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Woolworths scraps controversial cashless trial after public backlash

Woolworths is scrapping a trial of electronic-only payments across some of its stores, after customers criticised it for excluding people who prefer to pay with cash.

The cashless payment trial, which began in July last year, was expanded in October to include a total of 14 stores across Sydney, Melbourne and Brisbane where the supermarket said most payments were made electronically.

In promoting the trial, Woolworths claimed it made shopping “seamless” for inner-city customers. But some shoppers criticised the move on social media and threatened to boycott Woolworths.

One customer on Twitter said a Woolworths employee in Sydney paid for a man’s groceries after the man became distressed at the checkout because he only had cash.

“The corporate head office needs to act like the staff,” the customer said.

Justin Nolan, Woolworths Metro GM, confirmed the company would resume cash payments in all its Metro stores by March 10.

“Based on feedback from our customers, we can see we’ve moved ahead of current community expectations on cash and will be ending the trial,” Nolan said.

Nolan said despite most Metro customers choosing to pay with cards, cash remains important to others for “a whole range of reasons we didn’t fully appreciate”.

The use of cash has been steadily declining in Australia, with the share of consumer cash payments dropping 42 per cent between 2007 and 2019, according to the RBA’s 2019 Consumer Payments Survey.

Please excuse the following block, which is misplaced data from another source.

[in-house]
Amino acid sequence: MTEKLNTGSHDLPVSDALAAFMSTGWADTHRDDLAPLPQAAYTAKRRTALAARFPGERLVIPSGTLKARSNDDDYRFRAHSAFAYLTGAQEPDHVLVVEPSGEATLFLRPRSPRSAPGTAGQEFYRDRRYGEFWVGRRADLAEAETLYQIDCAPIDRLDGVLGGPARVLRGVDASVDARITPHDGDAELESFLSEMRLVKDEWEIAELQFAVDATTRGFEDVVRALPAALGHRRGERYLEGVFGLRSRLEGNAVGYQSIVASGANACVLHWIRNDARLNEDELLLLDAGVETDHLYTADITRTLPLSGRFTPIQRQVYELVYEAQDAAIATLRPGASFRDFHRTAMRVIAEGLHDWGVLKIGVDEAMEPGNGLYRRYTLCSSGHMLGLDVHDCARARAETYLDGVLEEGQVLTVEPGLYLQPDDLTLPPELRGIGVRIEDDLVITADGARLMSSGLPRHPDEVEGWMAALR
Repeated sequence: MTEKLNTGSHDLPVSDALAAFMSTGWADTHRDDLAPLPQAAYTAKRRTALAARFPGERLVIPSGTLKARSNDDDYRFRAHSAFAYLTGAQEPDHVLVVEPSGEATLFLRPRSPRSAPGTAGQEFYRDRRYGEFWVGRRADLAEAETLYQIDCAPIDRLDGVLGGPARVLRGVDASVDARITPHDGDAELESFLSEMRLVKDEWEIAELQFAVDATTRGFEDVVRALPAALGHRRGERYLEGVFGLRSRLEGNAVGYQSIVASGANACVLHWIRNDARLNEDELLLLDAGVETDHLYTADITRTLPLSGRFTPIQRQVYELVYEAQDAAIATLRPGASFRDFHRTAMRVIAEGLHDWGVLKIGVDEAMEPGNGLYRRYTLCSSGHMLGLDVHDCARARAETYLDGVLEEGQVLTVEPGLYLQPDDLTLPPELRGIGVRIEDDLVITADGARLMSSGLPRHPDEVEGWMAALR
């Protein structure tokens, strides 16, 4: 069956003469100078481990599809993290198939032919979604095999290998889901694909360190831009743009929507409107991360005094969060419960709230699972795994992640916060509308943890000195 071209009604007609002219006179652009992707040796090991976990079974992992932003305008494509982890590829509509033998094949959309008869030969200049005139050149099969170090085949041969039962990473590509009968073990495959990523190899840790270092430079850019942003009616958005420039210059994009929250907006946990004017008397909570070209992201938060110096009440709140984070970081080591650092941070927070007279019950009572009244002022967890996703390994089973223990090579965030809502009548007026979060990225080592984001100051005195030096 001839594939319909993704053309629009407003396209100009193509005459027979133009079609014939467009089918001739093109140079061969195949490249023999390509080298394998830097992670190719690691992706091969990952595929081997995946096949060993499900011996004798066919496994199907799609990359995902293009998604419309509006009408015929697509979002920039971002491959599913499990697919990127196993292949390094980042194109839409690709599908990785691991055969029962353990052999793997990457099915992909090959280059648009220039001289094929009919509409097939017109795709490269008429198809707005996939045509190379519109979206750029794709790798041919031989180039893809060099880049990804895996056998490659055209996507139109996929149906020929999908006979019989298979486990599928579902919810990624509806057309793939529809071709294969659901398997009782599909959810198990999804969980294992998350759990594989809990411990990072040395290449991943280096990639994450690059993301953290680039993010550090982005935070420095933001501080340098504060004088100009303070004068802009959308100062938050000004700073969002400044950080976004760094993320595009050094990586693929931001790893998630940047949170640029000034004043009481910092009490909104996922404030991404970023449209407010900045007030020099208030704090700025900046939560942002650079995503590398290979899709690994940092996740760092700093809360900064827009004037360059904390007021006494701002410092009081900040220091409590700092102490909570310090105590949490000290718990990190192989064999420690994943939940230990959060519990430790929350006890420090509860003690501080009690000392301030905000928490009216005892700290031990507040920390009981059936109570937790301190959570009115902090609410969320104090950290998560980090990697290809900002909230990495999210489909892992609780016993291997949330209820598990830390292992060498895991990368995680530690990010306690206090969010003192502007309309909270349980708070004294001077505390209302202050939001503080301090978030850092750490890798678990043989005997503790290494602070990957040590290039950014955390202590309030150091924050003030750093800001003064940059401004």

Steve Worthington, professor of management and marketing at Swinburne University, says that while the pandemic has accelerated the decline of cash payments, the backlash Woolworths’ trial faced shows there are still many Australians who prefer cash.

“The pandemic and Covid-19 has certainly turbocharged the way we pay by using digital means, because people perceived that cash was a way of transferring the virus,” Worthington tells SmartCompany.

“People most comfortable with cash are the elderly, people in regional communities (where there’s not the same internet connection) and even people who are unable to get a card because they don’t have a bank account,” he says.

Worthington predicts cash will continue to play a role in payments, particularly because electronic systems are not failsafe. However, with the number of ATMs and bank branches decreasing, the future of cash remains somewhat uncertain.

“There’s a danger that the cashless society becomes a self-fulfilling prophecy, where there’s less access to cash and less places you can use cash,” he says.

This story originally appeared on Smart Company, and has been republished with permission.

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